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"People saw its effectiveness in the Buffalo Mountain Fire," Bovaird said, referring to the fact that fuel breaks and thinning done years ago went a long way in preventing the Mesa Cortina and Wildernest neighborhoods from getting burned to the ground. "The mitigation there gave people additional time to get out of homes and evacuate. It's why our wildfire council is so big on creating defensible space, and the success of the chipping program. It's not a total solution, but they can be lifesavers when seconds matter."

Bovaird compared the Camp Fire to a "freight train of fire," saying it barreled toward the town at 80 miles per hour, using trees as the fuel to keep barreling forward. Fuel breaks provide "speed bumps" that starve the fire, slowing it down and giving people the precious time they need to get out of its way.

As far as planned evacuation routes, Summit is limited by mountainous terrain and a lack of roads out of town. The main routes for evacuation in Summit are I-70, Highway 6 running east-west from Silverthorne through Keystone and to Loveland Pass and Highway 9 that stretches north-south from I-70 down through Frisco, Breckenridge and on through Hoosier Pass.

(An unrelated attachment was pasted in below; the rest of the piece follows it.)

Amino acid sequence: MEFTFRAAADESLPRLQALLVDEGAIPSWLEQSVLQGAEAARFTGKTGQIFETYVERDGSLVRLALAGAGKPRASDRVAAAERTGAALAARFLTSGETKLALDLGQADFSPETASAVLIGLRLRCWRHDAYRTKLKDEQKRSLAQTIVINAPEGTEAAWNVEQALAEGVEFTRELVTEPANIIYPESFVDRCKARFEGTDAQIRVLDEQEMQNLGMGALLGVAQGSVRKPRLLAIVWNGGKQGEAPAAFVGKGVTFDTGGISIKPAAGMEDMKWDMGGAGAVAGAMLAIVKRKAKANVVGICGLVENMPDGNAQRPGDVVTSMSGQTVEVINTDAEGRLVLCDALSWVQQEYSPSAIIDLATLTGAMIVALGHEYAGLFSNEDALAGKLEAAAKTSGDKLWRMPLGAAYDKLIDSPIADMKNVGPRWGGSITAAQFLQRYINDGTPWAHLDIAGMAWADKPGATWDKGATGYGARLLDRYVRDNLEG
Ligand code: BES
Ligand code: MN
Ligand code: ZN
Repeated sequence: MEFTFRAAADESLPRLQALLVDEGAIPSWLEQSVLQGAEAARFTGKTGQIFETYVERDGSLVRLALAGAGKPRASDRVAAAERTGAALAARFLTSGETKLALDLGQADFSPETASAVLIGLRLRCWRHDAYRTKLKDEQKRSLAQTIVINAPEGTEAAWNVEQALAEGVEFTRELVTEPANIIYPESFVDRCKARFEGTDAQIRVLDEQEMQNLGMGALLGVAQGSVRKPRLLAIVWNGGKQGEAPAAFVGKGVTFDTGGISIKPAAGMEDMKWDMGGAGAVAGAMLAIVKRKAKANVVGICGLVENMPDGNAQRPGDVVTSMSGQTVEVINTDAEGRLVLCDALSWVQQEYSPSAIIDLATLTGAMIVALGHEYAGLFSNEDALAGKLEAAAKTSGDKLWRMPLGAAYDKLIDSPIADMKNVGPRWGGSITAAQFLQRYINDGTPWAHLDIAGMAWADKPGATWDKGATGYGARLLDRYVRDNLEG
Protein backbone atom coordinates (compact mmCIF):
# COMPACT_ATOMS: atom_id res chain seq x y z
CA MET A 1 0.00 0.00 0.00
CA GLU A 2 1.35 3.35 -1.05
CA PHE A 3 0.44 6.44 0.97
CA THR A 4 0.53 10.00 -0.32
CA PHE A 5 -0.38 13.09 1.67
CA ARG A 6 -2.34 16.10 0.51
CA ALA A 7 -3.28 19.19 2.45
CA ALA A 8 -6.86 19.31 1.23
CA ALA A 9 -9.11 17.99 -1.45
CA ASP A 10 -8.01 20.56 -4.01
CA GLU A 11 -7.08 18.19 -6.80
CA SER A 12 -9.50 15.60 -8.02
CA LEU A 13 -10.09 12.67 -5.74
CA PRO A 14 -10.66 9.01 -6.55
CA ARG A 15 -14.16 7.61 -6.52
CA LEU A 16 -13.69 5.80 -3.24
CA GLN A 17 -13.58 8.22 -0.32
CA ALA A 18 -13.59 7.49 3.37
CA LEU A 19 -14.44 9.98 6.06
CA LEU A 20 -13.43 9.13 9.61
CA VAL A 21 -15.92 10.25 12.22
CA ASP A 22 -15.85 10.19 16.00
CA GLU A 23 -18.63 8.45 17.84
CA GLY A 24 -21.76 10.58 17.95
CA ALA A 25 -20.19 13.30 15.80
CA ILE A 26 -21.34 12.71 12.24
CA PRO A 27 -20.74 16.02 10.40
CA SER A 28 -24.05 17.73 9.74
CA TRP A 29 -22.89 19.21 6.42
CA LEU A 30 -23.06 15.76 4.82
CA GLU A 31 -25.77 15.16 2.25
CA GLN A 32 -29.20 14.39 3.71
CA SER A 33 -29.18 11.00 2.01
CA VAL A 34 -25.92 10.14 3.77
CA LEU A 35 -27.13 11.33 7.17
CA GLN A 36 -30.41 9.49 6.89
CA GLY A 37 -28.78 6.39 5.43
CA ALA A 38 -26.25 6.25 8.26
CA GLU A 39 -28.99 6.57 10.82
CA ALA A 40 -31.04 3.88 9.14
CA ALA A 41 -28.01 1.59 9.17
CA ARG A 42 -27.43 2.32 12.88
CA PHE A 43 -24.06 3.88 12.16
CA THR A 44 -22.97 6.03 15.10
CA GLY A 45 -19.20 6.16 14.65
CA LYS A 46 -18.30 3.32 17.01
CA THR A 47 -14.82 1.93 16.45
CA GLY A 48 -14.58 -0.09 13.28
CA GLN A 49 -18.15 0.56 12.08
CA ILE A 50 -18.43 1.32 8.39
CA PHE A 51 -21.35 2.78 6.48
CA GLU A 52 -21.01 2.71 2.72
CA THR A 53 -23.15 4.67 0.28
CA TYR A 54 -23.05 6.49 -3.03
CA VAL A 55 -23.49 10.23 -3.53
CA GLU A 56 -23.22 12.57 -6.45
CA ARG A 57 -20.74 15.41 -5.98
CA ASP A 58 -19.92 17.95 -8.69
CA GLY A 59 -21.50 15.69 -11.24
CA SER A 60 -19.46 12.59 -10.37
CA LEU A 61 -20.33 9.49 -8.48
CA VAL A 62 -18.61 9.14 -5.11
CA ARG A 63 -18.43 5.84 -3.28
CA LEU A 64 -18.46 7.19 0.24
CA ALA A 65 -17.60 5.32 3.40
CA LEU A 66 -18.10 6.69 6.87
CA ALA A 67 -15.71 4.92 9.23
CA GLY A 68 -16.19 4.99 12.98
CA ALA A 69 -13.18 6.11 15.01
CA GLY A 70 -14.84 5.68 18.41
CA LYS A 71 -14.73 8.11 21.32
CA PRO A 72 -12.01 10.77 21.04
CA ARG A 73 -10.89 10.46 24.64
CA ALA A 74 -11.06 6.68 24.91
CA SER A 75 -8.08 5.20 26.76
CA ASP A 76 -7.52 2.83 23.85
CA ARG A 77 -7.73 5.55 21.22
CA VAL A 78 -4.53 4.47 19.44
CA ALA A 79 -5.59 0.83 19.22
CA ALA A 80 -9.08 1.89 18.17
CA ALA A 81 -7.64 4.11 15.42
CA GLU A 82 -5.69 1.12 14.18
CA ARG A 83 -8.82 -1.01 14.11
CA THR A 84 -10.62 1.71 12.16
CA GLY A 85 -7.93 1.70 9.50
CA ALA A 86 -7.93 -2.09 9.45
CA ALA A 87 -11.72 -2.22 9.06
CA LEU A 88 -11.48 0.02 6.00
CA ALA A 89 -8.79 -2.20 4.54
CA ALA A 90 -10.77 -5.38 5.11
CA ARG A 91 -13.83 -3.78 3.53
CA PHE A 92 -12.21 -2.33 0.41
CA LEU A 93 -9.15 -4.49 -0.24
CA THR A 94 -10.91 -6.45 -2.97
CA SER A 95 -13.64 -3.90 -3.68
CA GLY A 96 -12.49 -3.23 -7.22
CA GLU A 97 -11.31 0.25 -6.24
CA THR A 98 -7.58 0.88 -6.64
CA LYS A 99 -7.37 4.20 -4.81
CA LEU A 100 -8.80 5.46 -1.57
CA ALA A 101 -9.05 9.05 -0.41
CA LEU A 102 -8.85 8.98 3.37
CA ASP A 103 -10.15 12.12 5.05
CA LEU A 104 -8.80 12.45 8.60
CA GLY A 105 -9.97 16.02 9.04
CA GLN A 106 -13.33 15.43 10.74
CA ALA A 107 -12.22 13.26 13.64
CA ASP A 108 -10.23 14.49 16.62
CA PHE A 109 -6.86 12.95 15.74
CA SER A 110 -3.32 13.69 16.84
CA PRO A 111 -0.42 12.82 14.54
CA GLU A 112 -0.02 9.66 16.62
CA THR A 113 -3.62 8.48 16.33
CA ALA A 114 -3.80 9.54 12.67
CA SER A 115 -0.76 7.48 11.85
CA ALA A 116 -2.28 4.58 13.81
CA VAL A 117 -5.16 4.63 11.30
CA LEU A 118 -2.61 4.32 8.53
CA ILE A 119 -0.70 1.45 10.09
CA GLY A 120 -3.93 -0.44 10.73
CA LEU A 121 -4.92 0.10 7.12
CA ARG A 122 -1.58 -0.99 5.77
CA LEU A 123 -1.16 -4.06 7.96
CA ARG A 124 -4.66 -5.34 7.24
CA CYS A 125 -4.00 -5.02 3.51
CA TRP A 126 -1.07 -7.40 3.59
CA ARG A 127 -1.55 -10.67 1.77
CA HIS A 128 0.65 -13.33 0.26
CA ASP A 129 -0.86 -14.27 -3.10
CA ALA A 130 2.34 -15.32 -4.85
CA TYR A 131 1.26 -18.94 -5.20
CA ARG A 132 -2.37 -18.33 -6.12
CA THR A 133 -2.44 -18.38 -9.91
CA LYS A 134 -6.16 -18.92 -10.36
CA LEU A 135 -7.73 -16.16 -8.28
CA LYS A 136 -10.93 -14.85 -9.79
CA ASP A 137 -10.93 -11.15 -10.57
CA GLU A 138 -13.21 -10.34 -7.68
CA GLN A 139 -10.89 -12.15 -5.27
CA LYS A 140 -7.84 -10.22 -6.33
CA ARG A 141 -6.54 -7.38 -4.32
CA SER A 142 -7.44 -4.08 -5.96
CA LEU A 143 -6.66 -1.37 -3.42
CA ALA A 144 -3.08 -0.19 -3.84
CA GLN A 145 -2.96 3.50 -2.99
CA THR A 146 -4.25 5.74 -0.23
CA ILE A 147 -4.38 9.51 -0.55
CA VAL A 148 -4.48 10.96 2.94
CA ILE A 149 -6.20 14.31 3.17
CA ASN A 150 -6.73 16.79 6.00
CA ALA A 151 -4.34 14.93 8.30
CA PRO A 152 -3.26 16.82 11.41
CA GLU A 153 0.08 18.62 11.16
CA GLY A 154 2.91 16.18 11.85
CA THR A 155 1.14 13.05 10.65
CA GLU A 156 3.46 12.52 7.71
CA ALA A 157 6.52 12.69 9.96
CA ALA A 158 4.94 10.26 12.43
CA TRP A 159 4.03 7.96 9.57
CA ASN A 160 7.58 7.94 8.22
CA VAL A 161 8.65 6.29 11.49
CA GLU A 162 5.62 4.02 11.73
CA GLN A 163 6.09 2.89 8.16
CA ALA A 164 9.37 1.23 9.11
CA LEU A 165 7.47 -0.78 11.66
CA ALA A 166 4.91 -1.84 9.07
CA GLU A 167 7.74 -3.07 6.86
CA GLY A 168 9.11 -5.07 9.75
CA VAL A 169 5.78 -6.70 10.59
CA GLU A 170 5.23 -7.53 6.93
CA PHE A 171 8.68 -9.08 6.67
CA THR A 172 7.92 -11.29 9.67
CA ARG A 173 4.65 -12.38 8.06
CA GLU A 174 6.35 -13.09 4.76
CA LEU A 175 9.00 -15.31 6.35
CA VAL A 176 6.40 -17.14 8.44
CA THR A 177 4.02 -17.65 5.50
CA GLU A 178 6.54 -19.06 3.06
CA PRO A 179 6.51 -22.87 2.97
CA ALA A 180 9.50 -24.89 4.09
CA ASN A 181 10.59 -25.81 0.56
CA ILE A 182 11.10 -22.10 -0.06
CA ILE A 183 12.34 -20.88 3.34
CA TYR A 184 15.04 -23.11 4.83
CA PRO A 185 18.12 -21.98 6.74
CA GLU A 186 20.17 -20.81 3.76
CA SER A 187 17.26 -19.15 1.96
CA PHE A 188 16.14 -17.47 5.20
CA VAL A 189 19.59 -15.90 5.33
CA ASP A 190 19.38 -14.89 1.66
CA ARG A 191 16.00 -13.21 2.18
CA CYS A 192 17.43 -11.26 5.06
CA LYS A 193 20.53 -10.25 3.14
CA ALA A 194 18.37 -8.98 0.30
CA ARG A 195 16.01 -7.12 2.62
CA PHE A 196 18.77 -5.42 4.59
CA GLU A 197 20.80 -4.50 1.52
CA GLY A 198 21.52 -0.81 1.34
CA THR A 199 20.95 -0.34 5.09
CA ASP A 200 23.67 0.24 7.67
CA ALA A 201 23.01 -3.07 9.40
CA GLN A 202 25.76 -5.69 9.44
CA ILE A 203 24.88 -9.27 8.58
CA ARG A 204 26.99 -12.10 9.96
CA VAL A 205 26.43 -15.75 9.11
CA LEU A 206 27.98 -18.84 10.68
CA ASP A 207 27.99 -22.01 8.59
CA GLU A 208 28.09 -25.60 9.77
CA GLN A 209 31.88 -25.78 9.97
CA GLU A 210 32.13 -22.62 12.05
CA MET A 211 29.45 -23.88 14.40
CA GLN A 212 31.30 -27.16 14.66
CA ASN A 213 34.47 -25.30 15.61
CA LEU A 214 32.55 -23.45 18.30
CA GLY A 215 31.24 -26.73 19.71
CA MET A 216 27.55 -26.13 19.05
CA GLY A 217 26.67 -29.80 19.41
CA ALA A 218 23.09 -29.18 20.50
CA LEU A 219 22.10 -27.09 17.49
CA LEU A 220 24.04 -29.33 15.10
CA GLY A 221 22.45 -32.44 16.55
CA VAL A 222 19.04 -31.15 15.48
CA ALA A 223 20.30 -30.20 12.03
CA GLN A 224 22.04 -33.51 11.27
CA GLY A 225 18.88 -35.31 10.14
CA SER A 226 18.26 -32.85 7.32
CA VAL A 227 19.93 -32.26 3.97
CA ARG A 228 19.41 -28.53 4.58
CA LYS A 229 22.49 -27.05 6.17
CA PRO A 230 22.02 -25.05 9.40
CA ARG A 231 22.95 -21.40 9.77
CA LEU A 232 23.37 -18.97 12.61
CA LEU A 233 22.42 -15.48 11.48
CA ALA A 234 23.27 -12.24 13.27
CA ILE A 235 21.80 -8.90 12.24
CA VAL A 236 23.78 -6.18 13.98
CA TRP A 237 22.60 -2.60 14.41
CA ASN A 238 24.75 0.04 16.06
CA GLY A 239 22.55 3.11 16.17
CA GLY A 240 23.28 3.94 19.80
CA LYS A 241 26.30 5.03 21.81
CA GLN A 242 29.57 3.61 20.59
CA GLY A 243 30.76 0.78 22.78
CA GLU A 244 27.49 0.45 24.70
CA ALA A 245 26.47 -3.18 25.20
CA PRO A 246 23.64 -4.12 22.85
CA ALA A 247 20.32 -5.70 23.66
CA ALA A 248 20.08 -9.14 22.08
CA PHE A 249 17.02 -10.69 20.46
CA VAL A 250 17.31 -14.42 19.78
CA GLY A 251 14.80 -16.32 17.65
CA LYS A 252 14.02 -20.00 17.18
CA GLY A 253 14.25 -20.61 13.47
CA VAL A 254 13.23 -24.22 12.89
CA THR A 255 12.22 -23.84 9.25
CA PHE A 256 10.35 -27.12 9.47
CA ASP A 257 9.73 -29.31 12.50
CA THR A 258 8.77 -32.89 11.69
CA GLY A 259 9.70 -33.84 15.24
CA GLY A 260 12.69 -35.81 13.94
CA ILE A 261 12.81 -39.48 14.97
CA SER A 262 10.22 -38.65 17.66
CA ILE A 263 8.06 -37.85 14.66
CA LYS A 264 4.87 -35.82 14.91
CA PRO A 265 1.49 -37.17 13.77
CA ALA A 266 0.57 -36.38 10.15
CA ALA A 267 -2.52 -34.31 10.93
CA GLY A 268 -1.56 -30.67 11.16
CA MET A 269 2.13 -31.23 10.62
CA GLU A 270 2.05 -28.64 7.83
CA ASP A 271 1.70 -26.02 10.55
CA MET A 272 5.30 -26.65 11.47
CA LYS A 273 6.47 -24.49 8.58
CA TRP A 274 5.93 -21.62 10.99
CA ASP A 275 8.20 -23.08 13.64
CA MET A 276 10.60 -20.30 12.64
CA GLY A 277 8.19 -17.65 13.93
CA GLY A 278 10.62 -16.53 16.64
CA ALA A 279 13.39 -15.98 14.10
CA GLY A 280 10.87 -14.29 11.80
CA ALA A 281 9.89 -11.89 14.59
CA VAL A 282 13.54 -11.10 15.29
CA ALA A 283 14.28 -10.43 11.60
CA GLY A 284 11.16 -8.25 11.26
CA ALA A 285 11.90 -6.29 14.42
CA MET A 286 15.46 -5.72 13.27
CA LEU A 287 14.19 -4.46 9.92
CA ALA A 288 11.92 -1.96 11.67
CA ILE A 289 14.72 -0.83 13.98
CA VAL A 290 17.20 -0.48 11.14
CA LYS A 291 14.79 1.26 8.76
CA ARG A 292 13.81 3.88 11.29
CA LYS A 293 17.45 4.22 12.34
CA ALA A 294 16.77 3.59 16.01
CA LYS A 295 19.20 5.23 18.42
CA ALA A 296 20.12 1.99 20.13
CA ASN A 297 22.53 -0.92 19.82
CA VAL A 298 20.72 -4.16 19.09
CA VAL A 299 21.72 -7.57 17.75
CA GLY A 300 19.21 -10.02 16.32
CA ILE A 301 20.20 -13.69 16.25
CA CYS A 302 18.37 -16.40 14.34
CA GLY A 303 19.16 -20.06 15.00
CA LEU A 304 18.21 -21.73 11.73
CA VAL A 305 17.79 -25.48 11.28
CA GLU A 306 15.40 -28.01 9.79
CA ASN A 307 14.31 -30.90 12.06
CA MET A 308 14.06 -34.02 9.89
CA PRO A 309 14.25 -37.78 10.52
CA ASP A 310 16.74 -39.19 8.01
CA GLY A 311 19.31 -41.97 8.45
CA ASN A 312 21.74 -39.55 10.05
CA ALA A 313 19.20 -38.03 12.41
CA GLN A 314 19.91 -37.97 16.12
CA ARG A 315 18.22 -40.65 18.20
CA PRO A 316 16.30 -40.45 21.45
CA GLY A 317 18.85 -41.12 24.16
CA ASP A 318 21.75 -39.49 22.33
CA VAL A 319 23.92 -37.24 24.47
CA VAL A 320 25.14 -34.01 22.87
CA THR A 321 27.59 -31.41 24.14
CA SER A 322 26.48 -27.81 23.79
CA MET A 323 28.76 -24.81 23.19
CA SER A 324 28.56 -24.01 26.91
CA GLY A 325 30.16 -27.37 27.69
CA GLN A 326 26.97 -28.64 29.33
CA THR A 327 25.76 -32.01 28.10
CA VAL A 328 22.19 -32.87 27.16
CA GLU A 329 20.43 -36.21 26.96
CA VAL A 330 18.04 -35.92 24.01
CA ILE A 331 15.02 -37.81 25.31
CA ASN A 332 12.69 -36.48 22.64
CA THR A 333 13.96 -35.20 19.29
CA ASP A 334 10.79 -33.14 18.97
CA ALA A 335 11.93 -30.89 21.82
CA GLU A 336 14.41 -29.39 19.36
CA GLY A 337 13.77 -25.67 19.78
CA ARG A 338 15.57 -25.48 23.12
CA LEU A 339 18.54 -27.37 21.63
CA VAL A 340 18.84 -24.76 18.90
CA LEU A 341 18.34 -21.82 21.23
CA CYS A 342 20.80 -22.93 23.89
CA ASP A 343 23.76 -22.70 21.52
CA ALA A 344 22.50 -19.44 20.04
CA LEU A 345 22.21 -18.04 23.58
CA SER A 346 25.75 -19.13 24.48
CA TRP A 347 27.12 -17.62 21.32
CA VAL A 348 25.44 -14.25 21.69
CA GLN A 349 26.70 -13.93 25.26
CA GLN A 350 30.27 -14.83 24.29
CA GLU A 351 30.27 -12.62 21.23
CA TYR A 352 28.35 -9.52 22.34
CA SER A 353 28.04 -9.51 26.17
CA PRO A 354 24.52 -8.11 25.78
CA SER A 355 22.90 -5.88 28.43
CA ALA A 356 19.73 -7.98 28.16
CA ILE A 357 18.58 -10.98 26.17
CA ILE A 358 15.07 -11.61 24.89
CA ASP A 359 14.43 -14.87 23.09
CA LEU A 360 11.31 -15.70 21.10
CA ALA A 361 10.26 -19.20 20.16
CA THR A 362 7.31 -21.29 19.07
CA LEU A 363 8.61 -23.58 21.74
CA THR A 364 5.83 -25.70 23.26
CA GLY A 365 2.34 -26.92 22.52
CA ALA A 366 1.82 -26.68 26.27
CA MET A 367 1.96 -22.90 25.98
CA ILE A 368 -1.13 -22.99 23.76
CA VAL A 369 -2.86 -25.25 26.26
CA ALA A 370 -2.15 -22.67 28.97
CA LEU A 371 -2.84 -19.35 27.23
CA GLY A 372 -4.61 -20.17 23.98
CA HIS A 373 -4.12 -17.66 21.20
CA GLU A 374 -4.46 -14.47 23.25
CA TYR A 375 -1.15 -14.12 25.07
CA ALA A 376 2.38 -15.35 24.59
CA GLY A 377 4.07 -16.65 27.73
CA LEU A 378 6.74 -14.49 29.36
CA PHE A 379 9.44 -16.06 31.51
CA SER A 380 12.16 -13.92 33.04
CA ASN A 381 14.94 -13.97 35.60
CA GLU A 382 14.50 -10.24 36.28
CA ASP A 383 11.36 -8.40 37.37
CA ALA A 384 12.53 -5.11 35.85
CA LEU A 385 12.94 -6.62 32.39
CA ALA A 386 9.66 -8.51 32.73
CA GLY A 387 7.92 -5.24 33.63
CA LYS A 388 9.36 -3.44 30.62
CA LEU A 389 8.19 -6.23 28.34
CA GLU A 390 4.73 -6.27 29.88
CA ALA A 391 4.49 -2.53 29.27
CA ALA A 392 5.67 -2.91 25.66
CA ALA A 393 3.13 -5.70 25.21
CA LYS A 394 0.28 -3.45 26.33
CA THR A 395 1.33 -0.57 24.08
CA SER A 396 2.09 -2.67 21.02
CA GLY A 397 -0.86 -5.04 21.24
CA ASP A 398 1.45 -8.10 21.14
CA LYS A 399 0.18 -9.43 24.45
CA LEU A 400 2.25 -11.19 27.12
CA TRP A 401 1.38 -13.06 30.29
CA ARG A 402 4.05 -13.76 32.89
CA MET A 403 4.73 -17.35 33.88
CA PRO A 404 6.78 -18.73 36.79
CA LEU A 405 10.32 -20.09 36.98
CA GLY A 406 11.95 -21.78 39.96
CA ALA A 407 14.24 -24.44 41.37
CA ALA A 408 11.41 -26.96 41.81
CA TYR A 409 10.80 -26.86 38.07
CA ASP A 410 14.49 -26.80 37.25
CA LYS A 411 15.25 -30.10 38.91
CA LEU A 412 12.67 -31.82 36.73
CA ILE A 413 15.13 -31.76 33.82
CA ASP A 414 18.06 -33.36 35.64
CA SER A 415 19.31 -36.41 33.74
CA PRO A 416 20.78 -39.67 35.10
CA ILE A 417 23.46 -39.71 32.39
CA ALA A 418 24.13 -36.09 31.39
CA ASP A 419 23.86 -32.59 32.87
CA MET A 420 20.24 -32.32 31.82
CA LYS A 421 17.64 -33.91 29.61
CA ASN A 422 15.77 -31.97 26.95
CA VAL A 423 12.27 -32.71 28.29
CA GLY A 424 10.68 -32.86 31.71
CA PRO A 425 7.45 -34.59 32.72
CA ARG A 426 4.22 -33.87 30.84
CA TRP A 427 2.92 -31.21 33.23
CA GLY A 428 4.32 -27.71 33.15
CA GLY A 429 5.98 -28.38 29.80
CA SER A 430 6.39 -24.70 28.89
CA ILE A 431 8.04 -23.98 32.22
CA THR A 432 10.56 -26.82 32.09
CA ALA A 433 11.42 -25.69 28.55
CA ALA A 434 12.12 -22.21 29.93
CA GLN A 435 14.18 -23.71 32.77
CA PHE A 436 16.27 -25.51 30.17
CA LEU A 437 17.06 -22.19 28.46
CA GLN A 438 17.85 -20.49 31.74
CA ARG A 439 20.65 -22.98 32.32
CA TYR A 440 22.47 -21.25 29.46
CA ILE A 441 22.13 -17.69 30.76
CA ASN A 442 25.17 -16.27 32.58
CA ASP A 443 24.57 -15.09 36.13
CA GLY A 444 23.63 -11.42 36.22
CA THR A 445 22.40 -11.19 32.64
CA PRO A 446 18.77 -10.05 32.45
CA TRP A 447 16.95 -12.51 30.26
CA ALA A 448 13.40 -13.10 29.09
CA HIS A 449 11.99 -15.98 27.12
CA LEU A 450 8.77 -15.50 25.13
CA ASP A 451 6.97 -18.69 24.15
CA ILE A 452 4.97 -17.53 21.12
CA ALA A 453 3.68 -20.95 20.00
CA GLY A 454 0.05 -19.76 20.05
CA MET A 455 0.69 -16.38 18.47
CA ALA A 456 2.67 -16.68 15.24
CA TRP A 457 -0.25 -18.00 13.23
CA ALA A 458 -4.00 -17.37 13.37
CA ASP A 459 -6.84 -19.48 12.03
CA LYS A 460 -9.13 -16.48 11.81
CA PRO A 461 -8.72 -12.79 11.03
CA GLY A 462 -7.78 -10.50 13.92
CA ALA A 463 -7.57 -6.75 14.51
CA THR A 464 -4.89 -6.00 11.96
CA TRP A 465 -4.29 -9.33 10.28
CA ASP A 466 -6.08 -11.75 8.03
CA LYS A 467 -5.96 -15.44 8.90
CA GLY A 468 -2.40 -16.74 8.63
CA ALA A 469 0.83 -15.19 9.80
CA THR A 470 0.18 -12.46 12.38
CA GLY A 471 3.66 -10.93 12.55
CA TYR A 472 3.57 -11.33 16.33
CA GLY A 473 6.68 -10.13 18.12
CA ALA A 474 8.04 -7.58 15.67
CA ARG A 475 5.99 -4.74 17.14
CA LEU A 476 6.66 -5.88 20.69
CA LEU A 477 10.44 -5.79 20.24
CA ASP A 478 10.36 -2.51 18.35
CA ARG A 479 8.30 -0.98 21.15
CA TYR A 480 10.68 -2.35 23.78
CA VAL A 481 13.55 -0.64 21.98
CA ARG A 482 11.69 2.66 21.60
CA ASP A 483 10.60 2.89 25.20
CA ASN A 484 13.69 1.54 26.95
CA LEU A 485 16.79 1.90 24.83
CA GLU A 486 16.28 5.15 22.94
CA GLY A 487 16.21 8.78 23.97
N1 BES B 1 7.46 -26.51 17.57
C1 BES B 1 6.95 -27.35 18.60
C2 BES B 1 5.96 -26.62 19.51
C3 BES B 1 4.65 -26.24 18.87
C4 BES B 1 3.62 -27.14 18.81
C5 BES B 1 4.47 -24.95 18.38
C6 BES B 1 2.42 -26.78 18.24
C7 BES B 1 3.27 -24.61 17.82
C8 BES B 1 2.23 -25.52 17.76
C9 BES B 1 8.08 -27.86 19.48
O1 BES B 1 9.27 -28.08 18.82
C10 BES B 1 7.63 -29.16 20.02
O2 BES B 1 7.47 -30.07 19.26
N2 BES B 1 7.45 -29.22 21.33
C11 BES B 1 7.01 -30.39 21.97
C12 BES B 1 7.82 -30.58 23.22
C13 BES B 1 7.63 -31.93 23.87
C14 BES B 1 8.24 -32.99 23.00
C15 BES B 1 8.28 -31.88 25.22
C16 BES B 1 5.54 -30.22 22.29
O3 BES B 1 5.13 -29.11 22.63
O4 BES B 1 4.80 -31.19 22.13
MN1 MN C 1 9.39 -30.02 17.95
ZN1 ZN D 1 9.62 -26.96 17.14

The only real way to prevent the nightmare gridlock scenario that cost lives in Paradise is to ensure that residents get adequate time to leave town and have the proper information available to get themselves to the right route. To get that information out, Bovaird said that the county has a redundant, multi-modal communication apparatus to get people out in time.

Summit has the standard channels for spreading emergency alerts — radio, TV and reverse 911 phone calls. The county also has a wireless emergency alert system and access to FEMA's Integrated Public Alert & Warning System which can broadcast alerts to all cellphones within certain neighborhoods or the entire county. Additionally, the county has channels on social media to distribute information, as well as a blog that will be constantly updated with timely information. If roads are impassable, the county has a number of "safe zones" designated around the county for residents to gather and wait in safety until such time the roads can be used to leave.